Second Kavli workshop to focus on coverage of science and race
Science writers will take a deep dive into a magazine article and join small-group discussions with scientists on Oct. 6 as CASW offers its second program on science journalists’ responsibilities and values, “Science journalism meets social justice: A workshop on covering science and race,” as part of the virtual ScienceWriters2021 conference.
The workshop is funded by the Kavli Foundation, which sponsored a workshop at ScienceWriters2020, “Journalists and scientists at the frontiers of science: A dialogue about values and responsibility.” That event included an opening session taking a close look at an article about reanimating pig brains, followed by online discussion groups in which scientists and journalists discussed the special challenges of covering leading-edge research in other fields.
Again this year, the opening session is organized by author, freelance journalist and journalism instructor Robin Marantz Henig, a past president of the National Association of Science Writers. NASW and CASW together produce the annual ScienceWriters conference, which this year will take place online Sept. 28-Oct. 8.
In the opening session, “Improving the coverage of science and race in a time of reckoning,” author Linda Villarosa will discuss her path-breaking article, “Why America’s Black Mothers and Babies are in a Life-or-Death Crisis,” from the New York Times Magazine of April 11, 2018.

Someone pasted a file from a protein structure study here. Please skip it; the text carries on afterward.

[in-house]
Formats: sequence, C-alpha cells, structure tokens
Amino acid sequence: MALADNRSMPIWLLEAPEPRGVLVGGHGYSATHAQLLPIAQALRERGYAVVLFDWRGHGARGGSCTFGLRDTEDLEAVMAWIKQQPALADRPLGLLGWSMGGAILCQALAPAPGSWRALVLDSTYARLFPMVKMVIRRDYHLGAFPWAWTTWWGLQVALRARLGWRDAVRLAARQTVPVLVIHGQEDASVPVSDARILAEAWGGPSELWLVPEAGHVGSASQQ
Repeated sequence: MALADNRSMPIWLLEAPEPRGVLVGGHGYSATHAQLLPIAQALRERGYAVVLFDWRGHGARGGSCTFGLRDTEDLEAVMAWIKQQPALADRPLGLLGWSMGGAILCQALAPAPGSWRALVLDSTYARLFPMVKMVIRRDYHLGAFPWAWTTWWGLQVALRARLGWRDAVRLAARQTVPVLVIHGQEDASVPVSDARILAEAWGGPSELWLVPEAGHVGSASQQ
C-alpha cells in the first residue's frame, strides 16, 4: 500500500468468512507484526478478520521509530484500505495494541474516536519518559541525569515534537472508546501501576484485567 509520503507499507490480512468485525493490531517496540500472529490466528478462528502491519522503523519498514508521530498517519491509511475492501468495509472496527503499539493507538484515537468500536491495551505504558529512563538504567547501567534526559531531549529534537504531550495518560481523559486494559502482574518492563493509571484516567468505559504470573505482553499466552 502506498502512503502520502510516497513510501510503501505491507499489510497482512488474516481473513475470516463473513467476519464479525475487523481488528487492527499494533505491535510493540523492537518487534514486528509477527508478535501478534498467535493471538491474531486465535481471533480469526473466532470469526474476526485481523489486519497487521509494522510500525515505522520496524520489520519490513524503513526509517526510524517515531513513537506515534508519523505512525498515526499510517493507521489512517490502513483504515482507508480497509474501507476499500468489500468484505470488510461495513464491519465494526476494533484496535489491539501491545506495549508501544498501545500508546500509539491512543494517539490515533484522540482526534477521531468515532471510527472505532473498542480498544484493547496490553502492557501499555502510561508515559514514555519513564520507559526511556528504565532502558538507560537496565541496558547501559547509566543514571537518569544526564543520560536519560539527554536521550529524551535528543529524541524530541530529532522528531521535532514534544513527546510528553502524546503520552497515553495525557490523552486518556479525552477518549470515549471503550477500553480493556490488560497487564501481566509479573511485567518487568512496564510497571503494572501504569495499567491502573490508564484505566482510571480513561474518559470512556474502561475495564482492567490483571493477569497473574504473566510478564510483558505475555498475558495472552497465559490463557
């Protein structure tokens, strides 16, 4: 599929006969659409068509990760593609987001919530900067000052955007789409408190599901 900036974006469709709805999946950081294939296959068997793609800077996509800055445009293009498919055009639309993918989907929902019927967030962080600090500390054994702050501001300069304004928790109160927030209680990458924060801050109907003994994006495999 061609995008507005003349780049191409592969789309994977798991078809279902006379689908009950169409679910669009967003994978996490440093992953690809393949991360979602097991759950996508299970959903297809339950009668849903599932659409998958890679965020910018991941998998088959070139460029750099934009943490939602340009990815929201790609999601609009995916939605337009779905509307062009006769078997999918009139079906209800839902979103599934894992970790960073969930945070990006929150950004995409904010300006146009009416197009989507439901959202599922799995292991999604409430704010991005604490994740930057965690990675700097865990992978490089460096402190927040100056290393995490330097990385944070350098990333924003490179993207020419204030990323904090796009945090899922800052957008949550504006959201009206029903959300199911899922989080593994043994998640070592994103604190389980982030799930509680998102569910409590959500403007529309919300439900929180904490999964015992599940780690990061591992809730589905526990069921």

Journalist Nicholas St. Fleur of STAT will moderate a discussion with Villarosa, her editor Jessica Lustig, and Arline T. Geronimus of the University of Michigan School of Public Health. Evelynn M. Hammonds, chair of the Department of the History of Science at Harvard, will be joined by physician, scholar, and activist Vanessa Northington Gamble of George Washington University, for a follow-up discussion.
Both the 2020 and 2021 programs grew out of conversations between Kavli Foundation and CASW staff about the need for more conversation about special ethics issues that science journalists confront on their beat.
“During the planning for last year’s workshop, one of the organizers mentioned that racism is more and more the issue in bioethics,” said Rosalind Reid, CASW executive director. “At the same time, science writers are working hard to make our community more representative and inclusive and improve the reporting we do on issues that matter for diverse audiences. Just as science should serve all, so should science journalism. The workshop is a chance to talk about how to do that better.”
The discussion groups will focus on the challenge of integrating different kinds of knowledge—in particular, writing about Indigenous knowledge when covering climate—and issues of equity and labeling in neuroscience and genetics.